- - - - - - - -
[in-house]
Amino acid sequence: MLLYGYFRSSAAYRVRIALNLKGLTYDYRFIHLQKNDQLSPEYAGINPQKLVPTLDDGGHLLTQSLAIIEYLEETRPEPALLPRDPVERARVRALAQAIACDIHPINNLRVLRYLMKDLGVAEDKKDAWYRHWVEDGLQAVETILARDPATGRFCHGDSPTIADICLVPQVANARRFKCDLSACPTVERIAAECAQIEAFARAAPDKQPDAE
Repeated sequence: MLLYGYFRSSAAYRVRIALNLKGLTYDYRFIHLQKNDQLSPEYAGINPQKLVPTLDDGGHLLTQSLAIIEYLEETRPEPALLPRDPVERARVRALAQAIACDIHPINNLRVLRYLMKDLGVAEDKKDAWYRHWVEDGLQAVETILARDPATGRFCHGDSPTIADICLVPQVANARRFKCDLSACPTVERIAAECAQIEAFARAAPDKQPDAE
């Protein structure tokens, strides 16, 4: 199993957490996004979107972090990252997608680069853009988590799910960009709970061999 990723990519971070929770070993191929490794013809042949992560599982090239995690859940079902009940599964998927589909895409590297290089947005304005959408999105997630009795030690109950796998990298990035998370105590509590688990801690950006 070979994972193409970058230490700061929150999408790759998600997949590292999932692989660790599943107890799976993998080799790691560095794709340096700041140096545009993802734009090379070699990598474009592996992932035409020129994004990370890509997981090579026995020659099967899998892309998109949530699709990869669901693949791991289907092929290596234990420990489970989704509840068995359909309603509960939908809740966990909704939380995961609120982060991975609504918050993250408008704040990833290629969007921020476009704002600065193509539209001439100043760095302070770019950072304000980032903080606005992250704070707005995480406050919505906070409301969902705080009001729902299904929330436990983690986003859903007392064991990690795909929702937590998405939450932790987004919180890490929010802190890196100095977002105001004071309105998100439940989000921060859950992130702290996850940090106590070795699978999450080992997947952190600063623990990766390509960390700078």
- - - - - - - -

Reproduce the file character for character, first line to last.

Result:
[in-house]
Amino acid sequence: MLLYGYFRSSAAYRVRIALNLKGLTYDYRFIHLQKNDQLSPEYAGINPQKLVPTLDDGGHLLTQSLAIIEYLEETRPEPALLPRDPVERARVRALAQAIACDIHPINNLRVLRYLMKDLGVAEDKKDAWYRHWVEDGLQAVETILARDPATGRFCHGDSPTIADICLVPQVANARRFKCDLSACPTVERIAAECAQIEAFARAAPDKQPDAE
Repeated sequence: MLLYGYFRSSAAYRVRIALNLKGLTYDYRFIHLQKNDQLSPEYAGINPQKLVPTLDDGGHLLTQSLAIIEYLEETRPEPALLPRDPVERARVRALAQAIACDIHPINNLRVLRYLMKDLGVAEDKKDAWYRHWVEDGLQAVETILARDPATGRFCHGDSPTIADICLVPQVANARRFKCDLSACPTVERIAAECAQIEAFARAAPDKQPDAE
């Protein structure tokens, strides 16, 4: 199993957490996004979107972090990252997608680069853009988590799910960009709970061999 990723990519971070929770070993191929490794013809042949992560599982090239995690859940079902009940599964998927589909895409590297290089947005304005959408999105997630009795030690109950796998990298990035998370105590509590688990801690950006 070979994972193409970058230490700061929150999408790759998600997949590292999932692989660790599943107890799976993998080799790691560095794709340096700041140096545009993802734009090379070699990598474009592996992932035409020129994004990370890509997981090579026995020659099967899998892309998109949530699709990869669901693949791991289907092929290596234990420990489970989704509840068995359909309603509960939908809740966990909704939380995961609120982060991975609504918050993250408008704040990833290629969007921020476009704002600065193509539209001439100043760095302070770019950072304000980032903080606005992250704070707005995480406050919505906070409301969902705080009001729902299904929330436990983690986003859903007392064991990690795909929702937590998405939450932790987004919180890490929010802190890196100095977002105001004071309105998100439940989000921060859950992130702290996850940090106590070795699978999450080992997947952190600063623990990766390509960390700078």